Mr Gladwins Orchard -

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Mr Gladwins Orchard

Local History > Local History 1 > Adelphi Ironworks

There came a clerk from Stanton
To farm at Ducky Works,
To work for Mr. Arkwright,
To breed and rear his stirks.

He planted trees around him,
And grafted apple, pear,
Greengage and damson, cherry,
With scions begged elsewhere.

His trees outlived the companies
Who mined below but spared
The coal beneath his orchard,
The fruits for which he cared.

But British Coal have spoken:
"That orchard has to go,
Let the machines wreak havoc-
There's profit down below!"

When Duckmanton Ironworks closed Mr. Gladwin became the first tenant of Works Farm. He loved his fruit. He was a competent chap and rather sentimental. Between the years 1854 to 1856, he took cuttings from fruit trees growing where he used to live. He grafted the cuttings on wild root­stocks, grafting his favorite apple cuttings on wild crab apple stock, for example. He did this with his favorite pears, damsons and plums, too.

He planted his orchard between Works Farmhouse and an old pool which stored water for the ironworks. This water came from the brook which runs through old Arkwright's allotments. His trees prospered, and many Arkwright folk will tell you how much they enjoyed the pears, apples, damsons and plums from Works Farm.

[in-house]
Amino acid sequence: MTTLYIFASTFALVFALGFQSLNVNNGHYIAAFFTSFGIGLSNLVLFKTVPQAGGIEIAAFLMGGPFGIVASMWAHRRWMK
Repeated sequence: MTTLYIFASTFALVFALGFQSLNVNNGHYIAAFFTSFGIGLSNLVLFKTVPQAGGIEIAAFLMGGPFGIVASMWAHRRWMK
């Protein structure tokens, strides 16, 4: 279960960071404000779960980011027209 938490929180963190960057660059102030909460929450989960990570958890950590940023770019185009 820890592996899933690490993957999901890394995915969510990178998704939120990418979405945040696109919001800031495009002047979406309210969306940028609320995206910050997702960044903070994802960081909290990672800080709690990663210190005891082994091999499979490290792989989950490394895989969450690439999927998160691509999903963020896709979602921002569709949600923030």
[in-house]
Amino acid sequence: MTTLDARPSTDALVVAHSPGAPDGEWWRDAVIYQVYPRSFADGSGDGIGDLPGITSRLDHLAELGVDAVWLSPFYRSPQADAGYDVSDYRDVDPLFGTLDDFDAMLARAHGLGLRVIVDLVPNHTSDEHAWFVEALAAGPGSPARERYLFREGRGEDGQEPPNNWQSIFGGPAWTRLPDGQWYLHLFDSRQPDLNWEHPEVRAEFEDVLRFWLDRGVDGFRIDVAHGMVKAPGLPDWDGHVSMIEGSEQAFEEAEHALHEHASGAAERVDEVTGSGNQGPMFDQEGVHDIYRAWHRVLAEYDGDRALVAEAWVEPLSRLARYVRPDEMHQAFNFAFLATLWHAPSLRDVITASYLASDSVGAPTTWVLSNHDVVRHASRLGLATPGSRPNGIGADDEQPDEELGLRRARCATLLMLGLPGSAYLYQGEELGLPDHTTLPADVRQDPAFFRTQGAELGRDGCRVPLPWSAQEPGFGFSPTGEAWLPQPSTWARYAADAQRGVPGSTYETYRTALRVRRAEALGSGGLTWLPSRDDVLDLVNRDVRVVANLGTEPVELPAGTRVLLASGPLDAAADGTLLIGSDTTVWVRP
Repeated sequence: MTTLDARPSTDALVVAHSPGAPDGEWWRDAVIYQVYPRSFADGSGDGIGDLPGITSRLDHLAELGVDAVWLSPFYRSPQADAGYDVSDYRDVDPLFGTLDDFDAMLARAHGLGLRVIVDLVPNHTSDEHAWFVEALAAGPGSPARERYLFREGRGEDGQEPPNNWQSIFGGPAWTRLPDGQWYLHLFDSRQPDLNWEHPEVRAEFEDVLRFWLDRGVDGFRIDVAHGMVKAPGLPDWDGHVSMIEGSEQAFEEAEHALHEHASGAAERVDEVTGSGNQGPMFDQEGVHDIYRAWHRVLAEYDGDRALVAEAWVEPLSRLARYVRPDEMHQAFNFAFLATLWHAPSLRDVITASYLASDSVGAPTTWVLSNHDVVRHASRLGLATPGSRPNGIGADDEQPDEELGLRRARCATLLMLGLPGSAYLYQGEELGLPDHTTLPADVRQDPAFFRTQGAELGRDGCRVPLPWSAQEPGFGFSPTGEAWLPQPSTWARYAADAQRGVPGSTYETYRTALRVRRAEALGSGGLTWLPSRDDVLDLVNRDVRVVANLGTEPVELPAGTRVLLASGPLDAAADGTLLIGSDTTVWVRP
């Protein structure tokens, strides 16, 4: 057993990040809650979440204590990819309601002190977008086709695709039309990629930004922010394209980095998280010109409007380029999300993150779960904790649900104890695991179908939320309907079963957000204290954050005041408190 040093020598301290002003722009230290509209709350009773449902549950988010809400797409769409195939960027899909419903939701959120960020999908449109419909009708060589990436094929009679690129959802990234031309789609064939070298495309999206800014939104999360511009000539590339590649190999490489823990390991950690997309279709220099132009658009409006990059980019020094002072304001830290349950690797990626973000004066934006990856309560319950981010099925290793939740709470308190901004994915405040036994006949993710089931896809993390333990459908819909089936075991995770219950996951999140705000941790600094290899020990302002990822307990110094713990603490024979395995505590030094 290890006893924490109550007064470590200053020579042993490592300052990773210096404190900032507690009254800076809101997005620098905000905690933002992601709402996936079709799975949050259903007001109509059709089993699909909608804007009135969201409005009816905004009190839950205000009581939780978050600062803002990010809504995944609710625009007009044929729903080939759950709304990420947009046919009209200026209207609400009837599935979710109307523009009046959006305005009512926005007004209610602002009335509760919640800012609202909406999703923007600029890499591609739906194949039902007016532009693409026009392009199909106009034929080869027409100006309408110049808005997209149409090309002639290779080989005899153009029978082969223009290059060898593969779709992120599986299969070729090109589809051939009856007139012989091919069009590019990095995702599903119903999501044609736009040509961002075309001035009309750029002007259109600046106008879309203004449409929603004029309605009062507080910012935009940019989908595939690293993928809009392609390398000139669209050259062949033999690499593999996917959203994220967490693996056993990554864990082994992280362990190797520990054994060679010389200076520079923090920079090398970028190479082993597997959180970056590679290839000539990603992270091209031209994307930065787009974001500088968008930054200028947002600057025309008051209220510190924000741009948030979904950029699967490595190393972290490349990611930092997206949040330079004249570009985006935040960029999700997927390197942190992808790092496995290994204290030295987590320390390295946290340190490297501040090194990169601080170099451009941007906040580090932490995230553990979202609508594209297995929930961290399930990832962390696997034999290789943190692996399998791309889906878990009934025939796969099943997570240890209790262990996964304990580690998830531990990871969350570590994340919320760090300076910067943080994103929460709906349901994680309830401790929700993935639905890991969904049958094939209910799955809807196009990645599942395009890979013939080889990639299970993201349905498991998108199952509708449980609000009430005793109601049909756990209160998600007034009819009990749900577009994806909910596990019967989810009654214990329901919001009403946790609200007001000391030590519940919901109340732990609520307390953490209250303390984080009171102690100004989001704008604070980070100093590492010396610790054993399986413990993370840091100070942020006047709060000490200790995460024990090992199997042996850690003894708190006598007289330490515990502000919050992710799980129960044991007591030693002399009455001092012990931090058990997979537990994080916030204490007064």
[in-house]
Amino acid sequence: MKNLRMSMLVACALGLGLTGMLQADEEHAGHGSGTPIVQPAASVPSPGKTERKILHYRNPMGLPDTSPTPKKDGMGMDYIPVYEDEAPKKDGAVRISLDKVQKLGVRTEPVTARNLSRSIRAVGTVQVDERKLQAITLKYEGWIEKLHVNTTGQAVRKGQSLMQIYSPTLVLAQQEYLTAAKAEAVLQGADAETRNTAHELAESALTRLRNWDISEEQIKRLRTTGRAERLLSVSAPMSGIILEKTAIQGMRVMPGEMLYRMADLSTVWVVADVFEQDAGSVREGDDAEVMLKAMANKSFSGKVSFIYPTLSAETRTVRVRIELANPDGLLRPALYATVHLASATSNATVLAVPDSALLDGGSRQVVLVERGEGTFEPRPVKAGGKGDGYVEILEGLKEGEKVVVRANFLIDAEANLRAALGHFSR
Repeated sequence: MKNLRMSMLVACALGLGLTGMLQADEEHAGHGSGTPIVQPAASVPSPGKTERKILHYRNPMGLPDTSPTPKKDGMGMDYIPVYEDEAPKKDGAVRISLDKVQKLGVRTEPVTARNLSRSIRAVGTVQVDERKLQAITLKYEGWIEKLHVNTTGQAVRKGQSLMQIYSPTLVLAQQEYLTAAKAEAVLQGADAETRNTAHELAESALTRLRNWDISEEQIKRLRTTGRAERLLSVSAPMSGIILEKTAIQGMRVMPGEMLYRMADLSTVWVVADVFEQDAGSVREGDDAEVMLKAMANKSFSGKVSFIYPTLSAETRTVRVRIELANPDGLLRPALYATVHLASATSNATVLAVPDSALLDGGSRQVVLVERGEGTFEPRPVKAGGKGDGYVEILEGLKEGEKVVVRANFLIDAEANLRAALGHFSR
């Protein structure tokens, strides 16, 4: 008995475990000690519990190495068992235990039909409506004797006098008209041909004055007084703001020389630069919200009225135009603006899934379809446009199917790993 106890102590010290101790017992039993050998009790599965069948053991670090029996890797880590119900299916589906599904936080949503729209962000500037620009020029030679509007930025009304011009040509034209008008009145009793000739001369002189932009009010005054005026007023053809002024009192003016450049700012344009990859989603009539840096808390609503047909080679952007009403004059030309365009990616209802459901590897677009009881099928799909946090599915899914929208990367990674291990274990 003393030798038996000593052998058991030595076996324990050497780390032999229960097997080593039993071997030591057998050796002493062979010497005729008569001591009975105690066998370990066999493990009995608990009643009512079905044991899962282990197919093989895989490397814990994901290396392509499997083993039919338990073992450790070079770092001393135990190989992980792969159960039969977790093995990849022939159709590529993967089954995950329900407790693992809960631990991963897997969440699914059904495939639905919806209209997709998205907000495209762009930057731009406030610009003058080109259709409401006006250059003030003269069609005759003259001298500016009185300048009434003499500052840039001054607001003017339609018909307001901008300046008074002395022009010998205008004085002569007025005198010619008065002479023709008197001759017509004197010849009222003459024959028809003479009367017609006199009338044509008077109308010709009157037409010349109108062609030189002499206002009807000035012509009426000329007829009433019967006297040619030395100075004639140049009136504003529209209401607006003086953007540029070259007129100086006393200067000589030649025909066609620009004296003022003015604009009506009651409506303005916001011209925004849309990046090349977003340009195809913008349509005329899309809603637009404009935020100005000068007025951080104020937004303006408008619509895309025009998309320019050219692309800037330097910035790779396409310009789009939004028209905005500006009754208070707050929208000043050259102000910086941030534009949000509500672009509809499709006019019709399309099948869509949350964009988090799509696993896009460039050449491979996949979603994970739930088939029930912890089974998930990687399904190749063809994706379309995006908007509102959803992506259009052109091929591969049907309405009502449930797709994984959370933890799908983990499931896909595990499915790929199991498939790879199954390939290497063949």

By 1993 the trees were getting on in years- they were about 140 years old-but you only had to ask, and Mr. Parsons at Works Farm would let you help yourself to Mr. Gladwin's fruit.

Then, in March 1993 British Coal cut down Mr. Gladwin's orchard so that their vehicles could drive behind the farmhouse. Perhaps the vehicles will get bogged down where the old pool stood, the one which gathered the water from Arkwright Brook.

In the obligatory Environment Statement which was part of the application to the Local Planning Authorities asking for consent to opencast coal around the New Arkwright Town site, British Coal stated.

"Works Farm will remain during the operations and will be protected in the Adelphi Ironworks."

Perhaps Mr. Gladwin, besides being a competent and sentimental chap shares British Coal's sense of humour. Otherwise, he must be turning in his grave, for he was proud of his fruit trees.

Godfrey Rose 31 March 1993.

In 2008 the buildings mentioned as "Works Farm will remain during the operations and will be protected in the Adelphi Ironworks." Are derelict, and will not stand up to the ‘riggors of time’. I have heard of this before this is called ‘Demolition by Stealth’ as no money is now available and the buildings are not protected under heritage status they will fall to the ground in time.

At the time of the initial opencast, plans were made by Mr. Shadler-Hall to secure them as listed buildings but this failed if my memory serves me correctly.

Also on the site is the mine which was used to supply the washery at Markham with water pumped from underground. Nature is taking over here too.
Ironworks pit and brick Bee-Hive shaft cap from older shaft.

What does the future hold for this once idyllic site?
The answer was found in 2012 when the site was levelled and landscaped.

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